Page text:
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America's Counter-Revolution
The Constitution Revisited

From the back cover:

This book challenges the assumption that the Constitution was a landmark in the struggle for liberty. Instead, Sheldon Richman argues, it was the product of a counter-revolution, a setback for the radicalism represented by America’s break with the British empire. Drawing on careful, credible historical scholarship and contemporary political analysis, Richman suggests that this counter-revolution was the work of conservatives who sought a nation of “power, consequence, and grandeur.” America’s Counter-Revolution makes a persuasive case that the Constitution was a victory not for liberty but for the agendas and interests of a militaristic, aristocratic, privilege-seeking ruling class.

Monday, February 27, 2017

Hayek on Rules, Tradition, and Freedom

There is advantage in obedience to such [moral and other social] rules not being coerced, not only because coercion as such is bad, but because it is, in fact, often desirable that rules would be observed only in most instances and that the individual should be able to transgress them when it seems to him worthwhile to incur the odium which this will cause. It is also important that the strength of the social pressure and of the force of habit which insures their observance is variable. It is this flexibility of voluntary rules which in the field of morals makes gradual evolution and spontaneous growth possible, which allows further experience to lead to modifications and improvements. Such an evolution is possible only with rules which are neither coercive nor deliberately imposed -- rules which, though observing them is regarded as merit and though they will be observed by the majority, can be broken by individuals who feel that they have strong enough reasons to brave the censure of their fellows. Unlike any deliberately imposed coercive rules, which can be change only discontinuously and for all at the same time, rules of this kind allow for gradual and experimental change. The existence of individuals and groups simultaneously observing partially different rules provides the opportunity for the selection of the more effective ones.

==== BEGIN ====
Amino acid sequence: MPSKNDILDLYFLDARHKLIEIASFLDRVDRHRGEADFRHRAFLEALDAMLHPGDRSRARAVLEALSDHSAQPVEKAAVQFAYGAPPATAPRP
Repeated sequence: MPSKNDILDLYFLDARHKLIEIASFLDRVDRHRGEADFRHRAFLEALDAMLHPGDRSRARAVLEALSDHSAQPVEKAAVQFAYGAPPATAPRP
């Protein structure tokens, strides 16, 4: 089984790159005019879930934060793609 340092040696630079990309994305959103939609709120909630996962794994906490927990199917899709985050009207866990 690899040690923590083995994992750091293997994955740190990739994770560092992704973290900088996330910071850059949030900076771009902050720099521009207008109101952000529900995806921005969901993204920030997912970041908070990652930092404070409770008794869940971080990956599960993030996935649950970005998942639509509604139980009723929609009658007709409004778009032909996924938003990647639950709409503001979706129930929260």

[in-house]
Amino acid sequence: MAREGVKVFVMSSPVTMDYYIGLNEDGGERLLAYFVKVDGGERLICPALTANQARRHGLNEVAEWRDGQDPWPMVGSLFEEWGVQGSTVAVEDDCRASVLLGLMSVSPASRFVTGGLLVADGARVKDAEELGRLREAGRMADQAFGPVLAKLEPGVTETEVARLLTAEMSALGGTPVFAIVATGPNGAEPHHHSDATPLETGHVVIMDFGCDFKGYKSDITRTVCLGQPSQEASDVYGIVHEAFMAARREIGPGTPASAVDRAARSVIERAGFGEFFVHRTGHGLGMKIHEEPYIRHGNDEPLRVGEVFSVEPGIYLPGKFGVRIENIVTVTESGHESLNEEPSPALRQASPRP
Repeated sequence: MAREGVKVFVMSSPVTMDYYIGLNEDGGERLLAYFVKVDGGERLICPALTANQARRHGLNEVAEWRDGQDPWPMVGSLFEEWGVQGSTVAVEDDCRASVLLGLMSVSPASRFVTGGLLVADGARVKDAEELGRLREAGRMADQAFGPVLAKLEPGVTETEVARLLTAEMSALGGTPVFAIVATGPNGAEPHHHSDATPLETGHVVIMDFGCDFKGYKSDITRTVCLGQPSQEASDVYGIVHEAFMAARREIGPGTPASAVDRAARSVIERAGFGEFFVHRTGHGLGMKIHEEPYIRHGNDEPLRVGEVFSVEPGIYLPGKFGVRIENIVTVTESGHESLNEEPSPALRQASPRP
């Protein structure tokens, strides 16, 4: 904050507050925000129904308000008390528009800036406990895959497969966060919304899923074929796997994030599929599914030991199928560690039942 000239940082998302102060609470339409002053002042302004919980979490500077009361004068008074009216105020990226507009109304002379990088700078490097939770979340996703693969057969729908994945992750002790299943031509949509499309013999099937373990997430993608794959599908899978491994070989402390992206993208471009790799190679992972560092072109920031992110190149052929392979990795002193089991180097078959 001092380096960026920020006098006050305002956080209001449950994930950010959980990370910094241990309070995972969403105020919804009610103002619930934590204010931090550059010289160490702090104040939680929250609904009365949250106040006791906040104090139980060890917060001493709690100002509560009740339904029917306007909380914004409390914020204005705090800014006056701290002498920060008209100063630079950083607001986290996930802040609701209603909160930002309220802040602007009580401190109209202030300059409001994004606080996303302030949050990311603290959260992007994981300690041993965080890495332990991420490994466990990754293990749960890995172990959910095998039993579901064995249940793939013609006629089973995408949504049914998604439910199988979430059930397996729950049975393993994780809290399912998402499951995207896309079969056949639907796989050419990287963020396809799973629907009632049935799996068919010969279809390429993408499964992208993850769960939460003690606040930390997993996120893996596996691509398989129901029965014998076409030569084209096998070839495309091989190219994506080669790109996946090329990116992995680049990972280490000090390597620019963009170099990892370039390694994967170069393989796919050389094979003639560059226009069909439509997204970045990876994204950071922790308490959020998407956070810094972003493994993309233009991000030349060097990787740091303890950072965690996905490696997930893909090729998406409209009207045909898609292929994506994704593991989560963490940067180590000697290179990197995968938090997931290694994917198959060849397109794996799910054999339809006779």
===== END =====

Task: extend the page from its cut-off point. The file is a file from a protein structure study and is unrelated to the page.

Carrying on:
F. A. Hayek, The Constitution of Liberty (1960: 62-63) 

1 comment:

Anonymous said...

When I read utilitarian/consequentialist passages like this I tend to recollect that quote from Albert Jay Nock: "The practical reason for freedom is that freedom seems to be the only condition under which any kind of substantial moral fiber can be developed — we have tried law, compulsion and authoritarianism of various kinds, and the result is nothing to be proud of.".

I still believe that a moral defense of libertarian ideals is more proper than the so common consequentialist defense. We ought to defend liberty even if it produces bad results. I concede that this is not a good strategy, but then the consequentialist strategy has not been succesful as of yet. Show me the data!